Patti Jones has written a critical biography that traces Mose's roots in Mississippi through a long, and still continuing, career....
|Title||:||One Man's Blues: The Life and Music of Mose Allison|
|Number of Pages||:||368 Pages|
|Status||:||Available For Download|
|Last checked||:||21 Minutes ago!|
One Man's Blues: The Life and Music of Mose Allison Reviews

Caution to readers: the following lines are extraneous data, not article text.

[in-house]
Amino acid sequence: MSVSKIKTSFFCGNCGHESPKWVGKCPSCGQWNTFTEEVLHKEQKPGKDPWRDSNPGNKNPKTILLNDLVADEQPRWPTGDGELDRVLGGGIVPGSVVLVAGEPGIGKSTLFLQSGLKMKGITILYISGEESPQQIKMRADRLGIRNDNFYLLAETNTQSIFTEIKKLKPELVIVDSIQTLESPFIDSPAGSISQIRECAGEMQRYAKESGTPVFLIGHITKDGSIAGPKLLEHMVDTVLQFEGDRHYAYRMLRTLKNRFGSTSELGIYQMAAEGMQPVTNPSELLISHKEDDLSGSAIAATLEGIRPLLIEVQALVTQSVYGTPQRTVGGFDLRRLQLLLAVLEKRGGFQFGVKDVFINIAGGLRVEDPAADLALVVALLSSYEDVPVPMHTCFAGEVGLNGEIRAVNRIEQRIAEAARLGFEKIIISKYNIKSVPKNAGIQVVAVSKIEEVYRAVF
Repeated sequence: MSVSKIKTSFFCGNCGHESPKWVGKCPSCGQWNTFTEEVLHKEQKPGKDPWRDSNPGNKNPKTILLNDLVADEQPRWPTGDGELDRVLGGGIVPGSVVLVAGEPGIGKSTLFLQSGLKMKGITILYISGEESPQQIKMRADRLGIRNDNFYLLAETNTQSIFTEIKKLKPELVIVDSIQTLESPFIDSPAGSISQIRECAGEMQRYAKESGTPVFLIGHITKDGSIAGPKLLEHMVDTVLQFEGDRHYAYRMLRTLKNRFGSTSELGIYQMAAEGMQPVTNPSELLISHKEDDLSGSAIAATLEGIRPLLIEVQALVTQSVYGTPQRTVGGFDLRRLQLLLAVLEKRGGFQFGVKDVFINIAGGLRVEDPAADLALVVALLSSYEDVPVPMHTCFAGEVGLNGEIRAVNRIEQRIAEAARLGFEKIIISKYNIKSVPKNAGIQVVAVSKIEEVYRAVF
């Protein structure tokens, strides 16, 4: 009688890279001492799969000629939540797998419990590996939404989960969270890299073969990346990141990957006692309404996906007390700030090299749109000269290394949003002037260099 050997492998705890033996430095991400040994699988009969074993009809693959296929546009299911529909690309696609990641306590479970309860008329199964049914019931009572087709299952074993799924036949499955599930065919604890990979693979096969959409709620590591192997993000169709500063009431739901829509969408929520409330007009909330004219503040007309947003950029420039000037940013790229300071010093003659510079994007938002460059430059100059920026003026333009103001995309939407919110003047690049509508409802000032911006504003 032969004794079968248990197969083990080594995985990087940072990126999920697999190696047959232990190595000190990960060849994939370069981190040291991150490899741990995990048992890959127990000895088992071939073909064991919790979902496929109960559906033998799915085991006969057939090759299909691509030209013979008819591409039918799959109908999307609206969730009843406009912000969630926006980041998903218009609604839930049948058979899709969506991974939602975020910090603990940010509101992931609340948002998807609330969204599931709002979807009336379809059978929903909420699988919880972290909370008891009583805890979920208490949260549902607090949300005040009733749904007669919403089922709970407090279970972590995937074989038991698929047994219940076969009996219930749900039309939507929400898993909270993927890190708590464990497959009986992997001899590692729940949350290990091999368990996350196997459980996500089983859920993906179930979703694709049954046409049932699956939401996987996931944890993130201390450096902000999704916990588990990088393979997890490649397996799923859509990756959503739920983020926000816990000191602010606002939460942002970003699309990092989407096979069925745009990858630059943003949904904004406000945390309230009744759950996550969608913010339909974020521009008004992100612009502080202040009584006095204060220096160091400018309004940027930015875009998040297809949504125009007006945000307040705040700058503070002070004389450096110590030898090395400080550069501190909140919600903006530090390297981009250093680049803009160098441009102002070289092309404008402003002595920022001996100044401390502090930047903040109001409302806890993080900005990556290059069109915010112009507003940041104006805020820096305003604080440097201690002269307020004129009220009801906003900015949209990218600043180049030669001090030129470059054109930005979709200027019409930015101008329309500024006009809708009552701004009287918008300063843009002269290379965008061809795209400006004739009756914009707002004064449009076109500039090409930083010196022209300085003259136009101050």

This is really a great book and Patti Jones does a wonderful job of telling the story of Mose's life in such a way that it helps to inform even an avid fan (me) more about his music than I could get from it's constant place in my rotation.Mose's story is a good one, though not in the way some would expect to hear about a musician. His story isn't a tour through drugs and alcohol and obsession but hard work and dedication to following one discipline through to perfection. I find it more inspiring than reading about someone's rise from the depths of chemical hell. Think about it this way: here's someone who would always have had the chance to walk away. He always would have had the chance to be a regular 9-5 dude. Whereas every time the junkie rock star struggles, his only alternative is to wallow in piss and shit and die ("not pleasant, let's practice some more!"), someone like Mose could've walked away at any tough moment ("fuck it, I can take a straight job and support my family and live happily ever after,") - except it wouldn't be, it would be a compromise and one to regret. Of course Mose couldn't have done so, but the very banal normalcy of his non-musical life has it's own beauty and inspires the reader not to be defined by job or degree or whatever institutional conference they've earned/achieved thus far but, instead, by their passions.